The competitive environment for its business is likely to remain intense in 2011. Its key competitors, both global and local, will be eager to rebuild market share in many of its markets and categories, and will design their activity plans accordingly. Uniliver expect continued high levels of competitive challenge to its many category leadership positions. Some of this will be price-based, as in 2010, but Uniliver also expect strong innovation-based competition backed by wide-ranging brand support. With the improvements Uniliver have been making to its business Uniliver are well prepared for these challenges. Faced with these challenges Uniliver will continue to focus on its long term strategic priorities of driving volume growth ahead of its markets whilst providing a steady improvement in underlying operating margin and strong cash flow. Uniliver are well placed, with an impressive presence in emerging markets, more than 75% of its business in either category leadership or number two positions, a portfolio of strong brands, an increasingly effective innovation programme and a dynamic new performance culture. These give us confidence that Unilever is fit to compete, whatever the circumstances.

Principal risk factors

Risks and uncertainties could cause actual results to vary from those described in forward-looking statements made within this document, or could impact on its ability to meet its targets or be detrimental to its profitability or reputation. The risks that Uniliver regard as the most relevant to its business are identified below. Uniliver have also commented on certain mitigating actions that Uniliver believe help us manage such risks; however, Uniliver may not be successful in deploying some or all of these mitigating actions.

4.11.2 Where Uniliver will win

Brands and innovation are at the heart of its business model. Uniliver aim to offer a broad portfolio those appeals to consumers with different needs and budgets. Unilever brands must also offer product quality that is recognized as superior by its consumers and supported by excellent marketing. Meanwhile, its innovation programme is focused on being ‘bigger, better, faster’. This means leveraging technology to create bigger, better innovation platforms that are then rolled out faster to multiple markets.

Its ambition is to win share and grow volume profitably across its categories and countries – and Uniliver believe it has the tools in place to do so. Uniliver have a portfolio fit for growth, with strong brands and many leading category positions. Geographically, its outstanding presence in the emerging markets leaves us well positioned to win where much of the future growth will be. Yet, Uniliver is also determined to grow in the developed world, which represents around half of its business and where the bulk of the world’s wealth will remain for many years to come. The biggest opportunity for Unilever and its customer’s lies in growing the size of its categories, which Uniliver will strive to achieve through innovation and market development. Uniliver will further enhance and broaden its relationship with customers – working together on areas of mutual benefit such as consumer research, shopper behavior and merchandising. To sustain winning customer relationships and to enable growth, Uniliver will also need to be consistently brilliant at customer service and in-store execution. Uniliver will aim to reinforce its continuous improvement philosophy by further developing a customer and consumer-led, agile value chain. Its focus will be in three areas. Uniliver will prioritise speed and flexibility in the supply chain to deliver growth. Secondly Uniliver will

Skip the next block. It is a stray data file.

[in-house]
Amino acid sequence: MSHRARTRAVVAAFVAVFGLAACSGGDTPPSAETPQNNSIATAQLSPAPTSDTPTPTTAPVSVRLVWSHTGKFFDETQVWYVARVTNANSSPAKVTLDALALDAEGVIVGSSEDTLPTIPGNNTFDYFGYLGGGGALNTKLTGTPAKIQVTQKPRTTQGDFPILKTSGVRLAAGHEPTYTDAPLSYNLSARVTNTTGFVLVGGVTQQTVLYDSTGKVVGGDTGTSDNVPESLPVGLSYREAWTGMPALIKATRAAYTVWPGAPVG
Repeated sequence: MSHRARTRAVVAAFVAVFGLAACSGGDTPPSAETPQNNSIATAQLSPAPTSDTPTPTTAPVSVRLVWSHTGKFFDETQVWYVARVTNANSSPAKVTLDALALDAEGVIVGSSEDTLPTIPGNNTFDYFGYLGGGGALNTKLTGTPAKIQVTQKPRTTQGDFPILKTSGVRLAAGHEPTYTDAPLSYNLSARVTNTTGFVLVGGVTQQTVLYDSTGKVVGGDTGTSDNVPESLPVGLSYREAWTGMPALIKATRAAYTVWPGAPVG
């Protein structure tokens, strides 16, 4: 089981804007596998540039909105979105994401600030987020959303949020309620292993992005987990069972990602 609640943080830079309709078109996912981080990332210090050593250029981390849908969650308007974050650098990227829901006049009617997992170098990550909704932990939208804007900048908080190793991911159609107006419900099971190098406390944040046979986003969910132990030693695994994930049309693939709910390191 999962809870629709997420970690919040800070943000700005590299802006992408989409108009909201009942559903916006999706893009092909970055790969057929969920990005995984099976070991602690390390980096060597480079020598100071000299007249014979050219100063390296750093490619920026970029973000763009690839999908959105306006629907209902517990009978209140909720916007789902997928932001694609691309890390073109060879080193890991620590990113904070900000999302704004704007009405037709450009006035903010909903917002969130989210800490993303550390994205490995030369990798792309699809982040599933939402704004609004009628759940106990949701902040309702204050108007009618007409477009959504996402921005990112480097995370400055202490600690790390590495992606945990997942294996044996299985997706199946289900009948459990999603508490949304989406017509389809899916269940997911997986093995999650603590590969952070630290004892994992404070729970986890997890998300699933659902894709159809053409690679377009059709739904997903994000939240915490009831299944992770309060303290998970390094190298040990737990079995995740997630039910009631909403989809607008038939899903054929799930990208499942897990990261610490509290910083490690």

Leverage its global network capabilities and scale more aggressively. Finally Uniliver will work to get a better return on its advertising and promotional expenditure – one of its most significant areas of cost. It is vital that Uniliver have the talent and organization in place to match its growth ambition. Across the business, Uniliver are therefore looking ahead at what it needs to achieve, and aim to equip itself with the necessary people, skills and capabilities to get there. Uniliver also know that engagement and a culture based on living its values are essential for keeping the best people. Uniliver believe its operating framework allows us to balance scale and global expertise to develop successful products with the local consumer intimacy needed to market and sell them.

4.11.3 How Uniliver will win


“With confidence in its ability to grow Uniliver launched a renewed, bold vision for the company – to double its size while improving its environmental footprint.

With its portfolio of brands, presence in emerging markets and long-standing commitment to shared value creation, Uniliver believe yits company is well placed to deliver on this ambition.”

Strategies are:

a. Winning with brands and innovation

b. Growth priorities

c. Winning in the market place

d. Winning through continuous improvement

e. Winning with people

a. Winning with brands and innovation

Superior products

Its aim is to give people a great experience when they use its brands – better than the competition. Uniliver are investing in improving product quality and making stronger functional claims. Uniliver are also focusing on design, packaging, marketing and advertising, in order to get its brand benefits across more persuasively. Take Knorr Stockpot bouillon. Using a unique jelly technology that delivers homemade taste and quality, this product is helping people create a special meal at home instead of eating out.